United CEO Jeff Smisek is on the record saying United doesn't want to be the world's largest airline. No worries: United's enplanements dropped 3.4% in 2012, as it didn't keep pace with growth by the larger Delta and Southwest airlines.
Among U.S. carriers, Delta Air Lines had the most enplanements, nearly 116.5 million, during 2012 for the third consecutive year, according to the latest rankings from the Bureau of Transportation Statistics.
But it shouldn’t get comfortable at the top.
American’s 86.3 million and US Airways’ 54.2 million enplanements in 2012 combined would total around 140.5 million enplanements, overtaking Delta’s (#1) and Southwest’s (#2) rankings by a long shot.
United-Continental’s 92.3 million enplanements in 2012 fell 3.4% in the wake of the merger, and AirTran, which merged with Southwest, was the only other airline to show a decline, 11.6%. United-Continental ranked #3 in enplanements among U.S. carriers.
Even if American-US Airways posted a 5% decline in emplacements because of its merger in 2014, its emplanements would still likely outpace those of the erstwhile leader, Delta.
And, American and US Airways officials have stated publicly they don’t intend to drop a lot of routes, although the merged airline will undoubtedly make adjustments.
Here are the BTS tallies for the Top 10 U.S. airlines by domestic and international enplanements in 2012:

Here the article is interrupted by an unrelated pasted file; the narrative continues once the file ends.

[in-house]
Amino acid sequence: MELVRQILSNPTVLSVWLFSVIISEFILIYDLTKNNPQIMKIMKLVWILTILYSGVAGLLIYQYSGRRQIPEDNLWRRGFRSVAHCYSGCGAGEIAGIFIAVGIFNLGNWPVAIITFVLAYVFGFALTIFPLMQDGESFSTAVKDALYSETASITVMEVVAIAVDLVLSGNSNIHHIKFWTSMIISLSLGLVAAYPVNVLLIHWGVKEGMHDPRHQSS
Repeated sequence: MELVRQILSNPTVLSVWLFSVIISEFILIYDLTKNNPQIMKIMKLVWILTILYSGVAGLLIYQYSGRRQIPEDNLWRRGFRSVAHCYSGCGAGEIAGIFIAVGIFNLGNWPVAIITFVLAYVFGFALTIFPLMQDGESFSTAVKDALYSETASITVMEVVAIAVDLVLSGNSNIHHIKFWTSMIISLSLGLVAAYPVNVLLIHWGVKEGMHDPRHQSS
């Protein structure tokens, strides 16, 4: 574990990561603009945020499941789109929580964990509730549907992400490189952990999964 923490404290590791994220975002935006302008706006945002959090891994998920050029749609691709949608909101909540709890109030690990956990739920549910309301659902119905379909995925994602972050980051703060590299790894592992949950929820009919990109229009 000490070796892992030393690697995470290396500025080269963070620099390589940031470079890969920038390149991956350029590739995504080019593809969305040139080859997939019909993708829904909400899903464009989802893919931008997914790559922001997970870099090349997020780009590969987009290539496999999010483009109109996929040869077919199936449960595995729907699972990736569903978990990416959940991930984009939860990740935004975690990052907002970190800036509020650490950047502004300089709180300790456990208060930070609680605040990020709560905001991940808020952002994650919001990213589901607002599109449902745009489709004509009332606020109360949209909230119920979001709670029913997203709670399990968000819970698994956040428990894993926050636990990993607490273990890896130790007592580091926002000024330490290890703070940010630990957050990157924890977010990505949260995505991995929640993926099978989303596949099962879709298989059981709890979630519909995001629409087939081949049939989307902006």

Top 10 airlines
Passenger numbers in millions
|2012 Rank||Airline||2012 Enplaned Passengers||2011 Rank||2011 Enplaned Passengers||Pct. Change 2011-2012|
* Includes U.S. carrier scheduled domestic and international service and foreign carrier scheduled international service to and from the United States. For U.S. domestic service data for 2012, see the BTS December air traffic press release http://www.rita.dot.gov/bts/press_releases/bts013_13
** Southwest and AirTran are reporting as separate carriers with the exception of the financials. They have one FAA SOC (single operating certificate), requiring that they utilize the same safety/operating procedures, but they have separate DOT 401 economic certificates, meaning they are operating as separate economic entities.
*** United’s 2012 number is the report of the merged United and Continental. The 2011 numbers were reported seperately by United and Continental
**** ExpressJet’s 2012 number the report of the merged ExpressJet and Atlantic Southeast. The 2011 numbers were reported seperately by ExpressJet and Atlantic Southeast
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Photo credit: A Delta jet takes off with a Northwest Airlines jet in the background at Minneapolis St. Paul Airport in 2008. The merger boosted Delta's enplanments. Eric Miller